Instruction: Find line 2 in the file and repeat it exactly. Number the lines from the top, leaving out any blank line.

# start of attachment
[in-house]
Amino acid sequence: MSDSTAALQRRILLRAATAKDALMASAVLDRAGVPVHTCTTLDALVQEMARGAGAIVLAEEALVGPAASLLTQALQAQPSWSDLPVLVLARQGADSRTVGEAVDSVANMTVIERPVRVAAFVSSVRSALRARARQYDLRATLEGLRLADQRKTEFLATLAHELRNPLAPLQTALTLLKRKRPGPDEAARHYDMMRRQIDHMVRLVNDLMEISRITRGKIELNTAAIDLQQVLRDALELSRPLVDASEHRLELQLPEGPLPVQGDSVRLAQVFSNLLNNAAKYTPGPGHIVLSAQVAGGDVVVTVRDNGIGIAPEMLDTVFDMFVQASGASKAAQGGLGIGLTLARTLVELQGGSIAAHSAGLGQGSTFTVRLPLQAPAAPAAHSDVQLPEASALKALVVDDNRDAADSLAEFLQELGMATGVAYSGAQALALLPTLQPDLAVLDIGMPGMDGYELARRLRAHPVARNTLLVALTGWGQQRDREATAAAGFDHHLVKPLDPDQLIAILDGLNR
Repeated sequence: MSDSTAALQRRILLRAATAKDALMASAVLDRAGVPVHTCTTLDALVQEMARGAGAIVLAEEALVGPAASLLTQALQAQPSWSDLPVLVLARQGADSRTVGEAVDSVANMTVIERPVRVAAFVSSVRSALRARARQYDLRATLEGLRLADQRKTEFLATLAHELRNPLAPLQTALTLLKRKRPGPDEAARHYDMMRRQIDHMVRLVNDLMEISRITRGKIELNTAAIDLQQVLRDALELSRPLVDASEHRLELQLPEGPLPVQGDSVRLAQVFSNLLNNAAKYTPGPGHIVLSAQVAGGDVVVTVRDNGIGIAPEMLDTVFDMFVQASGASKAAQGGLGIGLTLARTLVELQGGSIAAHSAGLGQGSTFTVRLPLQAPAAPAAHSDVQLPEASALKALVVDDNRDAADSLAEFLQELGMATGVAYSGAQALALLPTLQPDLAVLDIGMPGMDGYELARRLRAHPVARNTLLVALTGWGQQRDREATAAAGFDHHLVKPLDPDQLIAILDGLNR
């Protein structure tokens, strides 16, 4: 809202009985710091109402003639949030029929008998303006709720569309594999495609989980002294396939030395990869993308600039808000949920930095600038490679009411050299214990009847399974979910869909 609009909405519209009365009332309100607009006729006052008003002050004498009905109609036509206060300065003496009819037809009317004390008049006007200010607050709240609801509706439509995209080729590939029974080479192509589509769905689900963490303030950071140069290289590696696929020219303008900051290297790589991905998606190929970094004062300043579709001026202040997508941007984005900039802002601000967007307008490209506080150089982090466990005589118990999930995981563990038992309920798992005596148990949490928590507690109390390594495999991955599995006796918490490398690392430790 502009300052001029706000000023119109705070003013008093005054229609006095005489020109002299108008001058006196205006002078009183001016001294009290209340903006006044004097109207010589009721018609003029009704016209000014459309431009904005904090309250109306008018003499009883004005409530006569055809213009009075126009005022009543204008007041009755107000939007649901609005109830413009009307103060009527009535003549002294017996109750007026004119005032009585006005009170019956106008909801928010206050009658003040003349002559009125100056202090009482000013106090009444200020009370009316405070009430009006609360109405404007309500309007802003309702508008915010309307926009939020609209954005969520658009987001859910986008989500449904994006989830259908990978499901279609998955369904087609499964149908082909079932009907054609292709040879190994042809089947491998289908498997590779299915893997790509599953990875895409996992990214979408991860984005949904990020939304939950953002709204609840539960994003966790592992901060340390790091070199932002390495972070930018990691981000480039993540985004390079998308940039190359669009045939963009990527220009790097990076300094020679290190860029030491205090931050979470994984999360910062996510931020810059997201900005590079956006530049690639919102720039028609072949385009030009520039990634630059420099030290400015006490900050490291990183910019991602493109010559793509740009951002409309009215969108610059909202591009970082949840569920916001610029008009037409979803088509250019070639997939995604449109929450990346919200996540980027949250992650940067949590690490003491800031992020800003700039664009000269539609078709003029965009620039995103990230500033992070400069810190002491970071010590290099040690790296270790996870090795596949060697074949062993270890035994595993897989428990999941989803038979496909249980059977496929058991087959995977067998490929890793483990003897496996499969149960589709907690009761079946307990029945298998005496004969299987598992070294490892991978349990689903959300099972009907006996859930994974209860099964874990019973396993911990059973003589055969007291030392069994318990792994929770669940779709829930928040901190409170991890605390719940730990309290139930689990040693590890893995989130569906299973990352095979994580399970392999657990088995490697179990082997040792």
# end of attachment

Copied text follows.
Amino acid sequence: MSDSTAALQRRILLRAATAKDALMASAVLDRAGVPVHTCTTLDALVQEMARGAGAIVLAEEALVGPAASLLTQALQAQPSWSDLPVLVLARQGADSRTVGEAVDSVANMTVIERPVRVAAFVSSVRSALRARARQYDLRATLEGLRLADQRKTEFLATLAHELRNPLAPLQTALTLLKRKRPGPDEAARHYDMMRRQIDHMVRLVNDLMEISRITRGKIELNTAAIDLQQVLRDALELSRPLVDASEHRLELQLPEGPLPVQGDSVRLAQVFSNLLNNAAKYTPGPGHIVLSAQVAGGDVVVTVRDNGIGIAPEMLDTVFDMFVQASGASKAAQGGLGIGLTLARTLVELQGGSIAAHSAGLGQGSTFTVRLPLQAPAAPAAHSDVQLPEASALKALVVDDNRDAADSLAEFLQELGMATGVAYSGAQALALLPTLQPDLAVLDIGMPGMDGYELARRLRAHPVARNTLLVALTGWGQQRDREATAAAGFDHHLVKPLDPDQLIAILDGLNR